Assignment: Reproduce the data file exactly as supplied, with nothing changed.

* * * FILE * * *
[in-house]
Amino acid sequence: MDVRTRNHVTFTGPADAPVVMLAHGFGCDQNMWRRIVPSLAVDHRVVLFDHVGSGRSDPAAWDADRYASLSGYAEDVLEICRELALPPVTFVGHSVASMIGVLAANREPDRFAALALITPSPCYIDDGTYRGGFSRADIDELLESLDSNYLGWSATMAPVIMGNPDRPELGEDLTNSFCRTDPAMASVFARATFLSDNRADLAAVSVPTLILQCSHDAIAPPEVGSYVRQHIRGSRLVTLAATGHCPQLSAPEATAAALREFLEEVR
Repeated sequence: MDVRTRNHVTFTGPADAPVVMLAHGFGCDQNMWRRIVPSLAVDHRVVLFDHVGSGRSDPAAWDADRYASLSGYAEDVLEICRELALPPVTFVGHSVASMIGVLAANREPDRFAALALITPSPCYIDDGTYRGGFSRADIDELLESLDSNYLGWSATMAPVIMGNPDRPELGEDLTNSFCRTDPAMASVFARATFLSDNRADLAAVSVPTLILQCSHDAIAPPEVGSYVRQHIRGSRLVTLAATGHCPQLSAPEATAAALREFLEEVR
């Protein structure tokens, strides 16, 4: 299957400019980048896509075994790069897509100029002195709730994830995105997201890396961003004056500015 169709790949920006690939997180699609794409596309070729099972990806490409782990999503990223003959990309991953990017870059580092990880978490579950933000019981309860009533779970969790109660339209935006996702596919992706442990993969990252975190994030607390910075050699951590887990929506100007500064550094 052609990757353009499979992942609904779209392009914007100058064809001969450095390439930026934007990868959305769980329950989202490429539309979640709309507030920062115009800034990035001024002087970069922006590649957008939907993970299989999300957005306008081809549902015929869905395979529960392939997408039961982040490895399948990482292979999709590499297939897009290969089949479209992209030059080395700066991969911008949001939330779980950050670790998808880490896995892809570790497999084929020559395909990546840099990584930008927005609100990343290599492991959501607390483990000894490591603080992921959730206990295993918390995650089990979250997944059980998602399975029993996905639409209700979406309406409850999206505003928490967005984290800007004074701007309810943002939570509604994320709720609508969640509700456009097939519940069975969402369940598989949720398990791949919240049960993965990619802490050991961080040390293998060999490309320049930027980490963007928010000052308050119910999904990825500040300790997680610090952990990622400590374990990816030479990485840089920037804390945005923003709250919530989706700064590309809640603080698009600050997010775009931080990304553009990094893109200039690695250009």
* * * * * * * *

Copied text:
[in-house]
Amino acid sequence: MDVRTRNHVTFTGPADAPVVMLAHGFGCDQNMWRRIVPSLAVDHRVVLFDHVGSGRSDPAAWDADRYASLSGYAEDVLEICRELALPPVTFVGHSVASMIGVLAANREPDRFAALALITPSPCYIDDGTYRGGFSRADIDELLESLDSNYLGWSATMAPVIMGNPDRPELGEDLTNSFCRTDPAMASVFARATFLSDNRADLAAVSVPTLILQCSHDAIAPPEVGSYVRQHIRGSRLVTLAATGHCPQLSAPEATAAALREFLEEVR
Repeated sequence: MDVRTRNHVTFTGPADAPVVMLAHGFGCDQNMWRRIVPSLAVDHRVVLFDHVGSGRSDPAAWDADRYASLSGYAEDVLEICRELALPPVTFVGHSVASMIGVLAANREPDRFAALALITPSPCYIDDGTYRGGFSRADIDELLESLDSNYLGWSATMAPVIMGNPDRPELGEDLTNSFCRTDPAMASVFARATFLSDNRADLAAVSVPTLILQCSHDAIAPPEVGSYVRQHIRGSRLVTLAATGHCPQLSAPEATAAALREFLEEVR
């Protein structure tokens, strides 16, 4: 299957400019980048896509075994790069897509100029002195709730994830995105997201890396961003004056500015 169709790949920006690939997180699609794409596309070729099972990806490409782990999503990223003959990309991953990017870059580092990880978490579950933000019981309860009533779970969790109660339209935006996702596919992706442990993969990252975190994030607390910075050699951590887990929506100007500064550094 052609990757353009499979992942609904779209392009914007100058064809001969450095390439930026934007990868959305769980329950989202490429539309979640709309507030920062115009800034990035001024002087970069922006590649957008939907993970299989999300957005306008081809549902015929869905395979529960392939997408039961982040490895399948990482292979999709590499297939897009290969089949479209992209030059080395700066991969911008949001939330779980950050670790998808880490896995892809570790497999084929020559395909990546840099990584930008927005609100990343290599492991959501607390483990000894490591603080992921959730206990295993918390995650089990979250997944059980998602399975029993996905639409209700979406309406409850999206505003928490967005984290800007004074701007309810943002939570509604994320709720609508969640509700456009097939519940069975969402369940598989949720398990791949919240049960993965990619802490050991961080040390293998060999490309320049930027980490963007928010000052308050119910999904990825500040300790997680610090952990990622400590374990990816030479990485840089920037804390945005923003709250919530989706700064590309809640603080698009600050997010775009931080990304553009990094893109200039690695250009």